- Galli grit at Tate
July 20, 2013
Anand Patwardhan's controversial films being screened at Tate Modern, London show that the politics of protest transcend national borders, time…
- 'I obsess over my music'
July 13, 2013
At Coke Studio, no one tells AR Rahman to make this song, make that song. But, he says, it's also nice to work to a director's vision.
- Quirky, indie, edgy - the new mainstream
July 13, 2013
Bollywood is incapable of being quirky in the real sense of the word. It now simply uses the adjective as a marketing tag.
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V**** a censorship
The title of feminist firebrand Naomi Wolf's new book, Vagina: a biography, which explores why the vagina is still thought of as "slightly shameful" even today, has been figleafed by Apple. The Guardian reports that Apple's iTunes store has starred out part of the title of Wolf's new book Vagina, calling it instead V**** a, and replaced the word throughout the book's description. So, according to Apple, Wolf's book is "an astonishing new work that radically changes how we think about, talk about and understand the v**** a". The author, writes Apple, "looks back in history and show[s] us how the v**** a was considered sacred for centuries until it began to be cast as a threat", and asks why "even now in an increasingly sexualised world, it is thought of as slightly shameful". Wolf herself was startled to hear about the censorship. Wolf is not the only writer to have had her title censored by Apple: Eve Ensler's play has become The V**** a Monologues on iTunes.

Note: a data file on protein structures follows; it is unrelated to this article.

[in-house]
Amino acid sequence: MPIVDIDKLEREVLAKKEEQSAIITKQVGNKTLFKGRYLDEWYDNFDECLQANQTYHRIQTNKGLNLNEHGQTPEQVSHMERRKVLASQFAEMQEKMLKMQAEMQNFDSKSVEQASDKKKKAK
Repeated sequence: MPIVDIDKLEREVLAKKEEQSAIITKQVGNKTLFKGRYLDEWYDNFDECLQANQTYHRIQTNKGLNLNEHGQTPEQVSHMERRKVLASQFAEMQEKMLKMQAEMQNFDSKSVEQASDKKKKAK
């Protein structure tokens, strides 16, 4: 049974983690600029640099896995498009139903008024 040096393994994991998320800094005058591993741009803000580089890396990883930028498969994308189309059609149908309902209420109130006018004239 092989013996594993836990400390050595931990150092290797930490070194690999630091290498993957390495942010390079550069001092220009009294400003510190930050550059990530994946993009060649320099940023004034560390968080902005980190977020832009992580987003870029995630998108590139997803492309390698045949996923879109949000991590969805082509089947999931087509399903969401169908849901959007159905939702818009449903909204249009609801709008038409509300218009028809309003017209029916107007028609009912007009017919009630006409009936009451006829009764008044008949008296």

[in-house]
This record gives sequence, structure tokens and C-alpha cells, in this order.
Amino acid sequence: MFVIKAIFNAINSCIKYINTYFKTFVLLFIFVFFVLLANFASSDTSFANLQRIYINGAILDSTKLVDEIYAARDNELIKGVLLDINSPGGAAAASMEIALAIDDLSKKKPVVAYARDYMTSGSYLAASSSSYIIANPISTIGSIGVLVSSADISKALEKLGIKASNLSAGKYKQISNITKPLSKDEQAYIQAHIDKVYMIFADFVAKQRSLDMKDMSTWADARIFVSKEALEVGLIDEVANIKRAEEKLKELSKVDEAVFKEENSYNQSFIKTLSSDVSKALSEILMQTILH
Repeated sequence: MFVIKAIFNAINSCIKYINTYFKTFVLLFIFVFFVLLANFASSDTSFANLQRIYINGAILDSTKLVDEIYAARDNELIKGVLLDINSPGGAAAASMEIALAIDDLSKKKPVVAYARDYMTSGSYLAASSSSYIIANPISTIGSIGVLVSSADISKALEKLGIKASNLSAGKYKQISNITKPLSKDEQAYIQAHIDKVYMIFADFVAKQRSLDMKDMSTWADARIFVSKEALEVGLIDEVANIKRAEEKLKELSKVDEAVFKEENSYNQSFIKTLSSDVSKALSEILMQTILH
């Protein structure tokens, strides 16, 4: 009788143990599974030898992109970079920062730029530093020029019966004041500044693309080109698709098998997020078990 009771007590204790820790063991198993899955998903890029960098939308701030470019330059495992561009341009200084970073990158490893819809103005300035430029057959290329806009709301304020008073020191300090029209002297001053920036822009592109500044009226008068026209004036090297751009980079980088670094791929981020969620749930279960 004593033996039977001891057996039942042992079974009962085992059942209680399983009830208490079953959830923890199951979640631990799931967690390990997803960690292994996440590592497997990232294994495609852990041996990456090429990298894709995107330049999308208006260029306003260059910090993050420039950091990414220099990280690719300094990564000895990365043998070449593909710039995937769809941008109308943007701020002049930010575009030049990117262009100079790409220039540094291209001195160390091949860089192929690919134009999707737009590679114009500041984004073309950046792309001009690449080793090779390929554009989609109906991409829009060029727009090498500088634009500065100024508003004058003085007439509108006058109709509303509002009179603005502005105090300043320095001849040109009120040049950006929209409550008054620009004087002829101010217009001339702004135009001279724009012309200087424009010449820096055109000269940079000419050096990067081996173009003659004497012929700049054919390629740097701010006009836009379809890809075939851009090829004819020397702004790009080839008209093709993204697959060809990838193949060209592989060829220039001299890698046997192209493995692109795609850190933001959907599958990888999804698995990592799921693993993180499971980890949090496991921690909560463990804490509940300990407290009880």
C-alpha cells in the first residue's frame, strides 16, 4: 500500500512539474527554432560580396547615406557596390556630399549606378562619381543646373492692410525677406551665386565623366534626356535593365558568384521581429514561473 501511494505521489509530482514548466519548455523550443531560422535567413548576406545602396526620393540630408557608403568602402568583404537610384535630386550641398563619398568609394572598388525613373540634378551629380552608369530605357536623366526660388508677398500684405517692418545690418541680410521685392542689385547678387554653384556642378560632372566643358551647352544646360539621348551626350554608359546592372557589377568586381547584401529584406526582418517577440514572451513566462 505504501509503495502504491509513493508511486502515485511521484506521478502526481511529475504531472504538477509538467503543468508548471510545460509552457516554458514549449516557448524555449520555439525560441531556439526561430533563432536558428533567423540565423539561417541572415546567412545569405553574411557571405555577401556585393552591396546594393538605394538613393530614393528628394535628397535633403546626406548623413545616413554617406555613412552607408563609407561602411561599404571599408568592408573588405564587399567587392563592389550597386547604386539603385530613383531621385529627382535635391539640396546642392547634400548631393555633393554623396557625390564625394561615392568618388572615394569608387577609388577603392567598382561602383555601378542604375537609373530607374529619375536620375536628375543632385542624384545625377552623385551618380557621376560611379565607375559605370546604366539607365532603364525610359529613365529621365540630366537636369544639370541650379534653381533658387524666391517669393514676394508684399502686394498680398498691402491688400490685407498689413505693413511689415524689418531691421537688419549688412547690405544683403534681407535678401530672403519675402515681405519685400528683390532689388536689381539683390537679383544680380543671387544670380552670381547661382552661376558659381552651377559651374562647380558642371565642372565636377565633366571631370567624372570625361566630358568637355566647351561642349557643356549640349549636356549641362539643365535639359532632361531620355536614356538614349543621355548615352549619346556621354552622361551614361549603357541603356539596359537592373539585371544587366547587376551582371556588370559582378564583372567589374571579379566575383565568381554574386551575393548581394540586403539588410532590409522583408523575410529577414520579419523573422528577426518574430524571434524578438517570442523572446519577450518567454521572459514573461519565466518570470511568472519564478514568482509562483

Dylan Rolls On
Bob Dylan has started writing the follow-up to his 2004 memoir Chronicles: Volume One. The first book spent 19 weeks on the New York Times bestseller list and received rave reviews. "The reviews of this book, some of 'em almost made me cry - in a good way, " Dylan said. "I'd never felt that from a music critic ever. " Dylan, now 71, told Rolling Stone Magazine in a recent interview that he had already completed chapters on his albums The Freewheelin' Bob Dylan and Another Side of Bob Dylan. "It would definitely start with records, " he said. "I stumbled into a strategy of going into the future and into the past. . . The whole early part of the first Chronicles was supposed to be based on some old record - maybe Another Side of Bob Dylan. . . Well, what happened was that I kind of just stayed there, and didn't really go into the future. When I started writing about the early days in New York, I found it all extremely interesting. When you start doing that, it amazes you what you uncover without even trying. " He added: "I don't mind writing it, but it's the rereading it and the time it takes to reread it - that for me is difficult, " he explained. "The last Chronicles I did all myself. " Since the first volume barely touched the mid Sixties when Dylan was at the apex of his career, his fans hope that Volume Two will step into the breach.
Poirot a bore?
A1945 essay by writer Agatha Christie on the history of English detective fiction has been found. Most of the essay is quite run of the mill - she is all admiration for Arthur Conan Doyle as "the pioneer of detective writing"and scolds Dorothy Sayers for allowing the enigmatic Peter Wimsey to devolve into a boring handsome hero figure. But most surprising is the way she speaks of her most famous creation, the fussy, dandy, cerebral Belgian detective Hercule Poirot who solves cases with the help of his little grey cells. "My own Hercule Poirot is often somewhat of an embarrassment to me - not in himself, but in the calling of his life. Would anyone go and 'consult' him? One feels not, " writes Christie. Later in the essay she adds: "Poirot has made quite a place for himself in the world and is regarded perhaps with more affection by outsiders than by his own creator! I would give one piece of advice to young detective writers. Be very careful what central character you create - you may have him with you for a very long time!" Monsieur Poirot would not have been amused.
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